The single-leg stance (SLS) test, also known as the single-limb stance test, unipedal stance test or one-legged stance / balance test, is often used in the geriatric population to assess static postural and balance control.
Inside Liver Failure, Cirrhosis and Cancer
The Liver belongs to Wood in Five Element Theory and is in charge of Dispersing and Expanding which means all the processing and detoxifying of harmful substances such as medications and chemicals require the efforts of the Liver.
Physical Exam 101: The Hands
I am sure you are familiar with the old adage: "When the only tool in your toolbox is a hammer, everything starts to look like a nail."
Vaccines and Chiropractic: Evidence-Based Medicine or Medical Dogma?
Right or wrong, the chiropractic profession has historically been against vaccinations. However, a growing trend within the profession is seeking to reverse this position.
Fibromyalgia: Put the Pain in Its Place
While some fibromyalgia patients respond favorably to regular chiropractic care, others experience minimal relief. Unfortunately, many of these patients must rely on pharmacological management to relieve their constant pain.
October, 2011, Vol. 11, Issue 10
Challenging the Traditional Diagnosis of Carpal Tunnel Syndrome
By James Waslaski
In the light of clinical studies, and research available today, this article will take a close look at common forearm, wrist and hand problems that often seem to be diagnosed and treated incorrectly.This article is based on a true case study of a client from one of my seminars in Boston. This particular client had recently undergone surgery at both his wrist and elbow. Both surgical procedures were attempts to release the pressure on his median nerve, to treat carpal tunnel syndrome. Unfortunately, the actual nerve compression problem was actually in his neck and shoulder before the nerves ever branched off to become the median nerve at the elbow and wrist. Once we treated the tight muscle groups such as his SCMs, anterior and posterior scalenes, and his pectoralis minor, the numbness, tingling and parasthesia that surgery did not correct in his arm and hand went away.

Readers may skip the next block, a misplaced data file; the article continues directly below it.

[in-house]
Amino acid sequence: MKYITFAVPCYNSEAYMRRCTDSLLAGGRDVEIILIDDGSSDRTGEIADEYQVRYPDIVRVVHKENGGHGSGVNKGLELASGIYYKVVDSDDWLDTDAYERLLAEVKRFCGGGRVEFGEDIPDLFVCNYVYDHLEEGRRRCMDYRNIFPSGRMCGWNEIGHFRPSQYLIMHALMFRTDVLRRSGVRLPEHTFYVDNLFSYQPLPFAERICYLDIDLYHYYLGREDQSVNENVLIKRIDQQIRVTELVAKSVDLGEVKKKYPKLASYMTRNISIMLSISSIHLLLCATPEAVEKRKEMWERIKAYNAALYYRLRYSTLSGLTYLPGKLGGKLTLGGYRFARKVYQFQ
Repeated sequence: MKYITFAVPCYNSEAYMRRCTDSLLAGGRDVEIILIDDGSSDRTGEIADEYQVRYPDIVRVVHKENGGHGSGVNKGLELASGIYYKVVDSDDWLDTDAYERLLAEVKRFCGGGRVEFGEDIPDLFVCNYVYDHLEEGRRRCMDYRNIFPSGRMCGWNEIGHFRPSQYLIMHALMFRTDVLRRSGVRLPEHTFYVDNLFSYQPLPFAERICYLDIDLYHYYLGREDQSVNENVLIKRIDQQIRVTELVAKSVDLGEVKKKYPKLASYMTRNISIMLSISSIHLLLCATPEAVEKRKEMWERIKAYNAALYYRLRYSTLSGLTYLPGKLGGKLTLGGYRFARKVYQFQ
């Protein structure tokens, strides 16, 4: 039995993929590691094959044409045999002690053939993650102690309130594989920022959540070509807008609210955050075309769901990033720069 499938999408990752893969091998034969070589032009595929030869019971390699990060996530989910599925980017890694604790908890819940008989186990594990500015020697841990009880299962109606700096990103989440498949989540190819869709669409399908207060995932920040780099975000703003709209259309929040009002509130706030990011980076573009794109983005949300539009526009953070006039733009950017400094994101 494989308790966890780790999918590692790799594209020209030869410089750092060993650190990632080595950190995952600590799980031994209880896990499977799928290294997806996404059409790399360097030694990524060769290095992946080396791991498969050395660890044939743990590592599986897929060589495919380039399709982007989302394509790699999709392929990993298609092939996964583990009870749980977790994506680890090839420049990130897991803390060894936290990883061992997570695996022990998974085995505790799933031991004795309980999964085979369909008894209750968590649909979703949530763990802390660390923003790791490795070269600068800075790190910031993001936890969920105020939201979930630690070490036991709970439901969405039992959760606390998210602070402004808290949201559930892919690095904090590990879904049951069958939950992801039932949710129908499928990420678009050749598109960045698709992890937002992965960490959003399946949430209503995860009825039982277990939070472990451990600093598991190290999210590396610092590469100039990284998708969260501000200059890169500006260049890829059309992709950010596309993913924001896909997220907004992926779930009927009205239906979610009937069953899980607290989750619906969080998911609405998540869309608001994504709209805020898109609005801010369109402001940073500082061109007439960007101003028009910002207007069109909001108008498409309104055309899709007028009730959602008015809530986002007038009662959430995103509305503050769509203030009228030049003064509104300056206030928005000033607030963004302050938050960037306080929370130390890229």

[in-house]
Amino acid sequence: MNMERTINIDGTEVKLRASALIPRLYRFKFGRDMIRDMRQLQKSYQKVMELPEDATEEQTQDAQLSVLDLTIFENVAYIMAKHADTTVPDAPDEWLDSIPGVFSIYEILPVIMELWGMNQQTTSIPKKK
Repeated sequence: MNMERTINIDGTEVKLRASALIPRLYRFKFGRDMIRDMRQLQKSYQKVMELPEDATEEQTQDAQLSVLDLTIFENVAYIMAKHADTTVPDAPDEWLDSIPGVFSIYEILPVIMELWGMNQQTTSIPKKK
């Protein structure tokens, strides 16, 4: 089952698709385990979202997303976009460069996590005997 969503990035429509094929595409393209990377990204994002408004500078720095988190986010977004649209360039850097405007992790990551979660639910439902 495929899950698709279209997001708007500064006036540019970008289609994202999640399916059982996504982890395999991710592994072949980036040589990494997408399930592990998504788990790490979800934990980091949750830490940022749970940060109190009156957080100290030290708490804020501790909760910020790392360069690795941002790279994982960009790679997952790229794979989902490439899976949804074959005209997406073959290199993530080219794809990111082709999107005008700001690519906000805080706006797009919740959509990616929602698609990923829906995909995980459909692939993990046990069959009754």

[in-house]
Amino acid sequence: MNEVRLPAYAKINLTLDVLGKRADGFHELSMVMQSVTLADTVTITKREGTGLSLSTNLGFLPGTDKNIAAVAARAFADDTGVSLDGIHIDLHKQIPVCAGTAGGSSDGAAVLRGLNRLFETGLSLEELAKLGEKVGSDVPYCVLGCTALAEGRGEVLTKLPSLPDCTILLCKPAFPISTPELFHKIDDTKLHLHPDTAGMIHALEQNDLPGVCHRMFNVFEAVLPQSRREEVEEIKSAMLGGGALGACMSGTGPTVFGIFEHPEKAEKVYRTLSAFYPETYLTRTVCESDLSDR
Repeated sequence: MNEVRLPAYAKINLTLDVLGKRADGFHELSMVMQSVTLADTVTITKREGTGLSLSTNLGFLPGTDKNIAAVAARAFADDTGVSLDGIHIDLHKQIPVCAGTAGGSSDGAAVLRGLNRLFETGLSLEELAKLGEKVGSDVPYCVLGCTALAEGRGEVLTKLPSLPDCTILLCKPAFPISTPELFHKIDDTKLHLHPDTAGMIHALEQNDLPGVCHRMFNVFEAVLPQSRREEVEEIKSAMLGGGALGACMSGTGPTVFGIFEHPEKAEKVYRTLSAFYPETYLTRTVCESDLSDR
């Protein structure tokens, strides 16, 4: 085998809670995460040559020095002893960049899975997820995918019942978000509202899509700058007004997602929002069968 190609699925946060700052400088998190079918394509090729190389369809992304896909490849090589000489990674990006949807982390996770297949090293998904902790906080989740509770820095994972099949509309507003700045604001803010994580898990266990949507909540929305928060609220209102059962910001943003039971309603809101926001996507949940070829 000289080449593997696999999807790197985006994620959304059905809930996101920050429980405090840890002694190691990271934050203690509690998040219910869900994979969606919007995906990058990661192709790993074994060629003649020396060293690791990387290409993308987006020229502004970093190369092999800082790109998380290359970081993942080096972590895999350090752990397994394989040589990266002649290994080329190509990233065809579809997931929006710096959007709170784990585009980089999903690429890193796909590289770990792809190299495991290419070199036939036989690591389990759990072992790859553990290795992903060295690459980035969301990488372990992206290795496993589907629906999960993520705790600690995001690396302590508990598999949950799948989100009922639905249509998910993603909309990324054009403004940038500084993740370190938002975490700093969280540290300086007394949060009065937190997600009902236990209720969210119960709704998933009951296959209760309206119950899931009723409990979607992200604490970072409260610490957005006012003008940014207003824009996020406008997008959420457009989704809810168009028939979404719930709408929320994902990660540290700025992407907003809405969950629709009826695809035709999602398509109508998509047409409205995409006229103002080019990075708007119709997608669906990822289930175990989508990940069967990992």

The term multiple crush phenomenon refers to a condition when there is more than one compression on a nerve trunk. Sections of the nerve distal to the first site of compression become nutritionally deficient because of axoplasmic flow blockage. Consequently, these distal areas are more susceptible to irritation from even a minor degree of compression (i.e. becoming the second or third site of the crush).
If you look at a classic postural distortion pattern of someone talking on the phone, it is clear to see that poor work ergonomics can shorten muscle groups in the neck, shoulder, elbow, forearm, wrist and hand. (Figure 1 ) When muscles like the SCMs, anterior and posterior scalenes, and pectoralis minor shorten, the brachial plexus of nerves get compressed under the clavicle. (Figure 2)
This is often compounded with cervical nerve compression problems. So the nerves are compressed twice already. Then at the elbow, the median nerve runs through the bicipital apeneurosis, and again through the pronator teres. (Figure 3) If there is tension or damage to the bicipital apeneurosis or teres minor, the nerves are now compressed four times before they ever reach the carpal tunnel.
Therefore, when a client complains of clinical symptoms such as parasthesia, numbness, and pins and needle sensations in their hands, the manual therapist should look at all areas of nerve compression between the brain and the fingertips. In my opinion, the assessment should start in neck and shoulder, progress to the elbow, and then end at the wrist. This approach to treatment would address what Dr. Erik Dalton refers to as descending syndromes.